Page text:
Debi Bisgrove will never forget the first time she adopted a family in Charlotte, North Carolina 18 years ago. At the time, she was unaware that this small effort would later be one of the largest low-cost housing initiatives for Habitat for Humanity.
Bisgrove’s successful real estate career has always been touched by her love for building healthy communities. One of the first female graduates of North Carolina State’s Homebuilding Institute and one of the first women to hold a North Carolina Contractor’s License, Bigrove’s professional career has been inspired by nonprofit organizations. Today, Bisgrove continues her efforts to find quality low-cost housing for communities. Moving to Paradise Valley, Arizona in 1991, she did not know that her efforts would touch the lives of hundreds in the Valley.
As a trustee for the nonprofit Stardust Foundation set up by her husband Jerry, Bisgrove spent a great portion of the past 10 years actively involved with the Habitat for Humanity and the development of Phoenix’s South Ranch Community. South Ranch, conceptualized and initiated by the Stardust Foundation has emerged as one of the most successful communities in the nation and has been called a “blueprint for the American dream.” The 40-acre South Phoenix property with 196 houses provides decent, affordable housing for more than 1,000 residents who would otherwise have been left without shelter.
Bisgrove believes she has been put in the right place at the right time to help break the cycle of poverty among the working poor. Despite being blessed in many ways, she has always felt the need to give back. At South Ranch, the efforts have reaped huge benefits. Teen pregnancies are low, people feel safe and the cycle of poverty has been nipped in the bud. This prompted the Stardust Foundation to initiate Villa Esperanza, another low cost housing project with 100 houses.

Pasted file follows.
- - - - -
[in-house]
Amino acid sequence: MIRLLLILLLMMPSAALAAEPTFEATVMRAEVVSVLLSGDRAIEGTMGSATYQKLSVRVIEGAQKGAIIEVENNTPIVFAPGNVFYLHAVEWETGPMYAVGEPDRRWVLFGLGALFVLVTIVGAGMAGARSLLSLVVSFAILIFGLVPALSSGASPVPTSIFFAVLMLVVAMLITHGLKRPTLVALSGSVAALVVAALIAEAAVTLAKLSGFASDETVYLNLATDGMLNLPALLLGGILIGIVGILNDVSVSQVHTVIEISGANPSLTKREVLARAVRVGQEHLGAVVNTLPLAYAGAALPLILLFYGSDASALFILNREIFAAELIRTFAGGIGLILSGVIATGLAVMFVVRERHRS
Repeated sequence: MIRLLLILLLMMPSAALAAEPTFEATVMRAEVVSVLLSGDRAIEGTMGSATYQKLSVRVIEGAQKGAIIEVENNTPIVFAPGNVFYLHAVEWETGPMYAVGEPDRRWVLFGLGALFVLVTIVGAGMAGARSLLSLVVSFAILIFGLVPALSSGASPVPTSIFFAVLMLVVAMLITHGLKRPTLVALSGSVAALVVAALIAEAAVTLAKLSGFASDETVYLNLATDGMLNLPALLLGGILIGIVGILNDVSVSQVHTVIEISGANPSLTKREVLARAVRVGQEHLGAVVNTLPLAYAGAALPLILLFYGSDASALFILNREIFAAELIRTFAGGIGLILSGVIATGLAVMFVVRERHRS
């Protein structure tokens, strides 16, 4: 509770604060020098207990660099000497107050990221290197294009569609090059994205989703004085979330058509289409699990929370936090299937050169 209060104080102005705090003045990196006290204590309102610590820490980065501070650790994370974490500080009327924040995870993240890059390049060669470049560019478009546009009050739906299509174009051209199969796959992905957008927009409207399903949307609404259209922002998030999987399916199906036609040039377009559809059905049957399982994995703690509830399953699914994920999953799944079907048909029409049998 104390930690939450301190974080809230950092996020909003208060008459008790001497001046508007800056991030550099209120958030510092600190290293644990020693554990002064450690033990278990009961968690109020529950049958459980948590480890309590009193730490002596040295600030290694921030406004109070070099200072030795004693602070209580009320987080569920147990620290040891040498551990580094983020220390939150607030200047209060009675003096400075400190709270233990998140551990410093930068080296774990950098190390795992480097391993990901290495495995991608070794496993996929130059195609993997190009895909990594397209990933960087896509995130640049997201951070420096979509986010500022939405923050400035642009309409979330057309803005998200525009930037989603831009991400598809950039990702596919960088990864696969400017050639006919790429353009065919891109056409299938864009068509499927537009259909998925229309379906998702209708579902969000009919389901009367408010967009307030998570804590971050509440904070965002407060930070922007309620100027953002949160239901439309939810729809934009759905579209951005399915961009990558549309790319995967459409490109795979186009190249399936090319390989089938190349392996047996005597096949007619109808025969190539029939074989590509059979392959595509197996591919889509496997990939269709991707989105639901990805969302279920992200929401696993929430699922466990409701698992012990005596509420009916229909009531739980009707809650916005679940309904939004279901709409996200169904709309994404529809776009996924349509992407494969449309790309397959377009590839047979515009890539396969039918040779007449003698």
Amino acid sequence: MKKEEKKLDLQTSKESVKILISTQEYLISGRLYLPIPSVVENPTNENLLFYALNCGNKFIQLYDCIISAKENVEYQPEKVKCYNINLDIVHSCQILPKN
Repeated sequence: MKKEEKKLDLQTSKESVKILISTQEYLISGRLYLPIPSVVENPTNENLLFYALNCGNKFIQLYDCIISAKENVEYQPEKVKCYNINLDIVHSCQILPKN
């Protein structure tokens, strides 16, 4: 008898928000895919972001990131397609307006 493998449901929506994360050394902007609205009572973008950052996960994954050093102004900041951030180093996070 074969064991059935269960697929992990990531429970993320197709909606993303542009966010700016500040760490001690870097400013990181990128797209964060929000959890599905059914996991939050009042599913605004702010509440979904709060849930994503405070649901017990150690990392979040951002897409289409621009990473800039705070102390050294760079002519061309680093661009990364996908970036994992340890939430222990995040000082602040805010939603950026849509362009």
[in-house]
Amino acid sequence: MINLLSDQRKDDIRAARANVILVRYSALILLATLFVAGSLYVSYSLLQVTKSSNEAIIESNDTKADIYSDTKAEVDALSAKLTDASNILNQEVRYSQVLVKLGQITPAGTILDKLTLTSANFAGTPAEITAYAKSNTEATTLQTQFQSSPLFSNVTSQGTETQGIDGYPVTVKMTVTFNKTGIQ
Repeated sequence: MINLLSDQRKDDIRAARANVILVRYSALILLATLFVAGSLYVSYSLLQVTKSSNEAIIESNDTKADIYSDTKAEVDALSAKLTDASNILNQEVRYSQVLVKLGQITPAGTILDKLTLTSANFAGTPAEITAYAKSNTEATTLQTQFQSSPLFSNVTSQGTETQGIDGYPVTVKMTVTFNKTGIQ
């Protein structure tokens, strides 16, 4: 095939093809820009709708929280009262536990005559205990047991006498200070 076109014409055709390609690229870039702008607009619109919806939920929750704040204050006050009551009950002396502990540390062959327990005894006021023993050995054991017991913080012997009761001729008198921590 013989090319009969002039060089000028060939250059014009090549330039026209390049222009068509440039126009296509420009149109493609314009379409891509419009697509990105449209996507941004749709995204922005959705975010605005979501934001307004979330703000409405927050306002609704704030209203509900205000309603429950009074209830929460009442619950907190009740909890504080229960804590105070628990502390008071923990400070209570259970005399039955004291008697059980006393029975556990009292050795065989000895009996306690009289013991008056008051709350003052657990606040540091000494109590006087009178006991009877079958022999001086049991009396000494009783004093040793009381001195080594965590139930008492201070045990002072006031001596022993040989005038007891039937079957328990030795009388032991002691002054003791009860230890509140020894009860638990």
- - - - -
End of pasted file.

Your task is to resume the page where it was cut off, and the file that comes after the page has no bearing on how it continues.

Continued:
Bisgrove and her husband’s love for all things living made Stardust Foundation donate land for the The Arizona Humane Society’s Nina Mason Pulliam Campus for Compassion, the first animal shelter and welfare facility of its kind in Arizona. The 6,500-square-foot adoption center at the new Campus for Compassion can house up to 250 formerly unwanted, abused or stray dogs and cats at any one time, as well as “little critters” such as rabbits, guinea pigs and other small animals.
The campus also includes an innovative Stardust Equestrian Therapy program which pairs “troubled youth” with horses, with the goal of teaching responsibility, and increasing self-esteem and empathy for other living creatures. Recently, Bisgrove and her husband launched a $20 million grant from the Stardust Foundation for the Arizona Family Housing Fund. One of the largest individual givings in the state of Arizona, the grant will provide money to community development organizations to build low-cost, quality housing for the needy.